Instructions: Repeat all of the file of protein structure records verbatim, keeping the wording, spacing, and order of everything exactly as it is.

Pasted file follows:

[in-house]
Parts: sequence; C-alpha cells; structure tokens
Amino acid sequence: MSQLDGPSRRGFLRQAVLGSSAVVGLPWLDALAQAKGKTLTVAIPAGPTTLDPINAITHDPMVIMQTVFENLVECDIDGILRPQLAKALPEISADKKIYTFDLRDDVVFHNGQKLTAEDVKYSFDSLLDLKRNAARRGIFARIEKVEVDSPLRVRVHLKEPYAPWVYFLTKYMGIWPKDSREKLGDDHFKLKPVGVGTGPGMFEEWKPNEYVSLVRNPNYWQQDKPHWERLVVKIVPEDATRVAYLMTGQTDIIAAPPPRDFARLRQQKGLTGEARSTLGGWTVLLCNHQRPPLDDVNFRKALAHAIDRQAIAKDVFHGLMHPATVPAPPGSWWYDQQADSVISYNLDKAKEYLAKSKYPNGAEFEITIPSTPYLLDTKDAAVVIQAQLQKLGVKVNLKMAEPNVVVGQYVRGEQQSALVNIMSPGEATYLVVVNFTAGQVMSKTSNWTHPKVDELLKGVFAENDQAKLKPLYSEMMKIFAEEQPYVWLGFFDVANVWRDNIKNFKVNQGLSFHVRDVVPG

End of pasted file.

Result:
[in-house]
Parts: sequence; C-alpha cells; structure tokens
Amino acid sequence: MSQLDGPSRRGFLRQAVLGSSAVVGLPWLDALAQAKGKTLTVAIPAGPTTLDPINAITHDPMVIMQTVFENLVECDIDGILRPQLAKALPEISADKKIYTFDLRDDVVFHNGQKLTAEDVKYSFDSLLDLKRNAARRGIFARIEKVEVDSPLRVRVHLKEPYAPWVYFLTKYMGIWPKDSREKLGDDHFKLKPVGVGTGPGMFEEWKPNEYVSLVRNPNYWQQDKPHWERLVVKIVPEDATRVAYLMTGQTDIIAAPPPRDFARLRQQKGLTGEARSTLGGWTVLLCNHQRPPLDDVNFRKALAHAIDRQAIAKDVFHGLMHPATVPAPPGSWWYDQQADSVISYNLDKAKEYLAKSKYPNGAEFEITIPSTPYLLDTKDAAVVIQAQLQKLGVKVNLKMAEPNVVVGQYVRGEQQSALVNIMSPGEATYLVVVNFTAGQVMSKTSNWTHPKVDELLKGVFAENDQAKLKPLYSEMMKIFAEEQPYVWLGFFDVANVWRDNIKNFKVNQGLSFHVRDVVPG